Yale’s Paul Kennedy knows a little something about global economic issues. So when he wrote about the high speed rail this week, I paid attention as I thought it would focus on the role of state of the art infrastructure in the transition to the next American economy. Unfortunately, Kennedy didn’t really tell us anything new. The piece suffers from the typical globetrotter’s lament of travel inconveniences and dreamy “wouldn’t-it-be-great” aspirations.
As part of a great-as-usual exchange between ESPN’s Bill Simmons and noted writer Malcolm Gladwell, the two sports-niks hypothesized about the NHL’s future. Simmons pondered why Canada, the unquestioned home of hockey, doesn’t have more NHL teams. In response he proposed a new, two conference league split evenly between Canadian and American teams. Gladwell replied with: I'm with you on the 24-team, Canadian-American conference idea, particularly since it turns the Stanley Cup finals into a border war every year.
Yesterday’s release of the Case-Shiller Home Price Index has economists—and probably the Obama administration—on edge. The reason: an apparent softening of demand in October, which translated into weak home price growth across the 20 markets that the index tracks. That followed stronger, more widespread price growth in the summer months. The news has stoked fears of a “double dip” in house prices and the resulting havoc it might wreak in the mortgage market. Like the economy itself, though, what you make of U.S.
Are regional college education rates a stay against metro unemployment in bad times?
Las Vegas…Phoenix…Boise? Say what? That’s a frequent reaction from reporters and others looking this month at the list of especially weak performers in the first edition of the Mountain Monitor, our new Intermountain West companion of the Metro Program’s national MetroMonitor recession and recovery index. It underscores how easily it is to miss things when it comes to regional economic health. The interesting thing, in this respect, is how different Boise’s reputation has been during this decade from that of its southerly neighborhoods.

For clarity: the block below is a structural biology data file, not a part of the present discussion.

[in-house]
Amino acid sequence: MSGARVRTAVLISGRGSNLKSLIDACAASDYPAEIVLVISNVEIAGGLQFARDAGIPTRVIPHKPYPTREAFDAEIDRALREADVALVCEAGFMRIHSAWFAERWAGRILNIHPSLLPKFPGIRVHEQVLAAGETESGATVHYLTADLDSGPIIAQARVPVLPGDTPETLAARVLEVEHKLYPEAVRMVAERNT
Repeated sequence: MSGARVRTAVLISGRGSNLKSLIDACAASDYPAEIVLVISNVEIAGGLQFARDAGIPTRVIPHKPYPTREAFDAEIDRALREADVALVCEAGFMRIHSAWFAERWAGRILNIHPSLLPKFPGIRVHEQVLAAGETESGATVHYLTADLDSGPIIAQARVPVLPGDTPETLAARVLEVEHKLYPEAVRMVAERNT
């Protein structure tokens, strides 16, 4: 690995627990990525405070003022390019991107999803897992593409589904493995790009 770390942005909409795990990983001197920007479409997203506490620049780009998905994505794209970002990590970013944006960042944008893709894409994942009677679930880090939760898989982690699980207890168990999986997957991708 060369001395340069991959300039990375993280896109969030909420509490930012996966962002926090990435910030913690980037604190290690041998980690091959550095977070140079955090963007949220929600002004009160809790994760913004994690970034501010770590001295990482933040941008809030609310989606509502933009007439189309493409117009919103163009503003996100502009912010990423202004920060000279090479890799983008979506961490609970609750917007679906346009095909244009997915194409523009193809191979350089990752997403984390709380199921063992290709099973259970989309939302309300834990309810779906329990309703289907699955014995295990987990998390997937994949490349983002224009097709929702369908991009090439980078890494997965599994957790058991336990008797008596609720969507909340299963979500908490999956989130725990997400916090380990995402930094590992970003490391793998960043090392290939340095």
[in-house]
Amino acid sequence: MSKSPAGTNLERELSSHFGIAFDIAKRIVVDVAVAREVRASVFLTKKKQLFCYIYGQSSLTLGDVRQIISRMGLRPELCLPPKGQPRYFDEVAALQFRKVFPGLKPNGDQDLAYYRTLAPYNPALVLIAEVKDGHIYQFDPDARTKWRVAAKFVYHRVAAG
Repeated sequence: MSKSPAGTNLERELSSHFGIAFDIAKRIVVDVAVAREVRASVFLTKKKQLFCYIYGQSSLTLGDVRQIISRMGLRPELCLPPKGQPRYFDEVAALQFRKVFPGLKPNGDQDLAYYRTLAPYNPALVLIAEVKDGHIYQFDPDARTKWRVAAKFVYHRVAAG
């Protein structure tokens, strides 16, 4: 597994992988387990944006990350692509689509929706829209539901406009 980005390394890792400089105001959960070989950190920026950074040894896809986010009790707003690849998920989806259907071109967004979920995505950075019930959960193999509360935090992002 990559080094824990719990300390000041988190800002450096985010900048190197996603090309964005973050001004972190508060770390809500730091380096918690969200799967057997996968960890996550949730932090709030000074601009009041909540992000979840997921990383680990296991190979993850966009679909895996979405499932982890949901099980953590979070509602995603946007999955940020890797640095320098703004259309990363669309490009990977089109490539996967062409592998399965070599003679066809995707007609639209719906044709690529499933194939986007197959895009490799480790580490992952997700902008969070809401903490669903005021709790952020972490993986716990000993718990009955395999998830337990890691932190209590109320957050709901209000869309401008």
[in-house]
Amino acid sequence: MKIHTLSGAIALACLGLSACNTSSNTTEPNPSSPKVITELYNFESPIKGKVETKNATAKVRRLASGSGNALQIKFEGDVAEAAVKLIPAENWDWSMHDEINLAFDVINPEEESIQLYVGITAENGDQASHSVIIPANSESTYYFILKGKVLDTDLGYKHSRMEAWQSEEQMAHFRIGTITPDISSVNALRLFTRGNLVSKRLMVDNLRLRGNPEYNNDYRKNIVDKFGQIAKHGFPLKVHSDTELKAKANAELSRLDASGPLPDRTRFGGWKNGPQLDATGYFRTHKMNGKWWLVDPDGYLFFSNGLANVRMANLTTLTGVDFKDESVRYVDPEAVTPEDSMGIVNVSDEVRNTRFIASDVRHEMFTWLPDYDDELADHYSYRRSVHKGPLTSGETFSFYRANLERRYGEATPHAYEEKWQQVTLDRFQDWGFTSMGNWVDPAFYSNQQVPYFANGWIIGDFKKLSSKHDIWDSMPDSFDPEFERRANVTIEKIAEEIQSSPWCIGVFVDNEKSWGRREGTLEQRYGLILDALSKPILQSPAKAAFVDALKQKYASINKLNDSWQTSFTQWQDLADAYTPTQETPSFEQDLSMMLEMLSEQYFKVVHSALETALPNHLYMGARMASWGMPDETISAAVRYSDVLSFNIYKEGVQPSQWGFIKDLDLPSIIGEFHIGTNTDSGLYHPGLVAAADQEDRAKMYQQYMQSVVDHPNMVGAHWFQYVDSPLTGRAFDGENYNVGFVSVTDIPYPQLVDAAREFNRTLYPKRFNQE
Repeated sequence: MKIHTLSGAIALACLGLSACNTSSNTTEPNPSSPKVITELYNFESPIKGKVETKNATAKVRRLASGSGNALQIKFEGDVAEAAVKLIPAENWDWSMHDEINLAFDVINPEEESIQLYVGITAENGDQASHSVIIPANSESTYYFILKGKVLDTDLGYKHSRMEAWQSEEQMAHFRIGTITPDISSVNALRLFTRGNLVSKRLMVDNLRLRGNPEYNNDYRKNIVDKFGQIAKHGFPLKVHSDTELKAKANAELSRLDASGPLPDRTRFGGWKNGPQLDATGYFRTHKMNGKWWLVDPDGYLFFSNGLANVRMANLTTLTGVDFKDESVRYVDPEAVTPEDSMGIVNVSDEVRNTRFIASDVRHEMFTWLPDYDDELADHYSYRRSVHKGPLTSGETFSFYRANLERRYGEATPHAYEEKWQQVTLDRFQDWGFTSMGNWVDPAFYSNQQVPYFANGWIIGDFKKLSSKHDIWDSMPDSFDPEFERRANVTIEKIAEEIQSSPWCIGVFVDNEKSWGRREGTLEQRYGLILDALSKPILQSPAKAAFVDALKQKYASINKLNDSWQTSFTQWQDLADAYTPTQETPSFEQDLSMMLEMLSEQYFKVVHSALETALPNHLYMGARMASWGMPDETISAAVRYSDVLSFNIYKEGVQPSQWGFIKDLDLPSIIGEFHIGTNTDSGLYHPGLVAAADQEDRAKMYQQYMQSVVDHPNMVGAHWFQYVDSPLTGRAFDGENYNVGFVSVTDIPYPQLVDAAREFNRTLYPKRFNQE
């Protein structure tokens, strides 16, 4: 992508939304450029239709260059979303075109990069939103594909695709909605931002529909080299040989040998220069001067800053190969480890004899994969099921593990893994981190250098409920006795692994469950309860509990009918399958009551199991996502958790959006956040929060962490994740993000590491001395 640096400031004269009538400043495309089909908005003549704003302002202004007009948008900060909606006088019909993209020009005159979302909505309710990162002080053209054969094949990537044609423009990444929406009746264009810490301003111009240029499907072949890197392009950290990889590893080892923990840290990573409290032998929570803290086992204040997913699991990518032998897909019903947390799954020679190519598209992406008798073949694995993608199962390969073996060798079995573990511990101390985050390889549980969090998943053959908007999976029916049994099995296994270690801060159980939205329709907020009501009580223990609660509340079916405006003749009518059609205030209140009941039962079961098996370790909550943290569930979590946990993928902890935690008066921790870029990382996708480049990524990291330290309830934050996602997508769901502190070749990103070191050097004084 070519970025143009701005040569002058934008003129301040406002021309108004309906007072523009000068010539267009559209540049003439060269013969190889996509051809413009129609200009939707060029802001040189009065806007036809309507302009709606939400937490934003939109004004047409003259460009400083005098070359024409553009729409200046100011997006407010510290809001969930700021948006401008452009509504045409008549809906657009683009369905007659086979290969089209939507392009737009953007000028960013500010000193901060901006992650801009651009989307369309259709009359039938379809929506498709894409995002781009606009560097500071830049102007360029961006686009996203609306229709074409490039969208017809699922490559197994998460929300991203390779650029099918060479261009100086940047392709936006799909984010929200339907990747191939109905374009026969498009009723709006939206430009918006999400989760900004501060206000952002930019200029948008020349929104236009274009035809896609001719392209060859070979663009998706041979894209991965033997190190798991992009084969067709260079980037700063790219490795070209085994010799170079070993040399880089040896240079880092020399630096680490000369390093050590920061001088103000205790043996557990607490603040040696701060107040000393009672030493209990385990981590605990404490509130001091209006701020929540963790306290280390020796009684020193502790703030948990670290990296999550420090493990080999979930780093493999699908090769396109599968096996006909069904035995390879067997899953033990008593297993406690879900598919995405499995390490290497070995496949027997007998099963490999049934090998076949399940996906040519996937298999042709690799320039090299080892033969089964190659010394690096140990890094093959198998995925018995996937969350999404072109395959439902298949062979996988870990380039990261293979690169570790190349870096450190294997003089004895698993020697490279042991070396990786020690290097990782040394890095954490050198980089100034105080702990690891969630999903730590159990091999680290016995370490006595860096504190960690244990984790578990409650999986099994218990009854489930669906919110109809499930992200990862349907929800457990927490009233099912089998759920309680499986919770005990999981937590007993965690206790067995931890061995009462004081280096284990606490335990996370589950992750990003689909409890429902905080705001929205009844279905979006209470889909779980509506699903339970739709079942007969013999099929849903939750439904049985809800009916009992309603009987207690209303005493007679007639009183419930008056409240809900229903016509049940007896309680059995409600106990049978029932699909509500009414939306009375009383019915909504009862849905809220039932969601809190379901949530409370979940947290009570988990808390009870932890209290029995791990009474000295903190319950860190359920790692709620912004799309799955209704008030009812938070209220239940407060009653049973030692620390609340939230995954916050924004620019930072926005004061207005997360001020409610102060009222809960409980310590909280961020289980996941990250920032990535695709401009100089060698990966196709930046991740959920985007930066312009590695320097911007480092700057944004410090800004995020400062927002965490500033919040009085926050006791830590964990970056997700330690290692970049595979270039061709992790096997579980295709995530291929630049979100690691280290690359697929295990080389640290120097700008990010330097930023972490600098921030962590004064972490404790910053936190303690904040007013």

It's appropriate at Christmas time to think back to the origin of the holiday: the birth of Jesus Christ. Most people know this story: Jesus was born to Mary & Joseph in Bethlehem, in a stable because there was no other place for them to stay. While Biblical scholars believe it was probably not actually a stable, but rather a ground-floor room of a house where Jesus was born, the fact remains that Joseph and Mary were visitors from out of town who needed lodging. What made them travel 70 plus miles from Nazareth to Bethlehem when Mary was pregnant?
Last week, President Obama signed the 2010 Consolidated Appropriations Act, an amalgam of six separate appropriations bills providing $447 billion to an array of federal departments. A small fraction of this funding is devoted to supporting federal statistical agencies that generate the demographic, economic, and social data that will help metros better understand themselves. Federal statistics are essential to public policy and private enterprise. At the same time, they are incredibly cheap and, unlike grants, can be used over and over again.
Today’s New York Times brings some unexpected but welcome news from Detroit: newly elected city council members are talking about the urgency of regional action. “We need a higher standard of ethics and transparency and competence and cooperation, not just with each other but with our region and our state,” says Charles Pugh, city council president-elect. His colleague Saunteel Jenkins makes the critical link between the region’s crushing burden of segregation and the lack of cross-border cooperation: “One of the things that’s very distracting about this region is that it is one of the most s
Our friends at Engadget picked up on an unfortunate engineering failure. See, the country has been slowly converting to a low-carbon future, something we here at the Avenue whole-heartedly endorse. However, we’re also pro-safety. And it looks like some developing traffic light technology won’t let us have both: A number of cold weather American states are reporting their dismay at finding out that LED traffic lights are so energy efficient that they do not produce enough excess heat to dissipate any snow that covers them.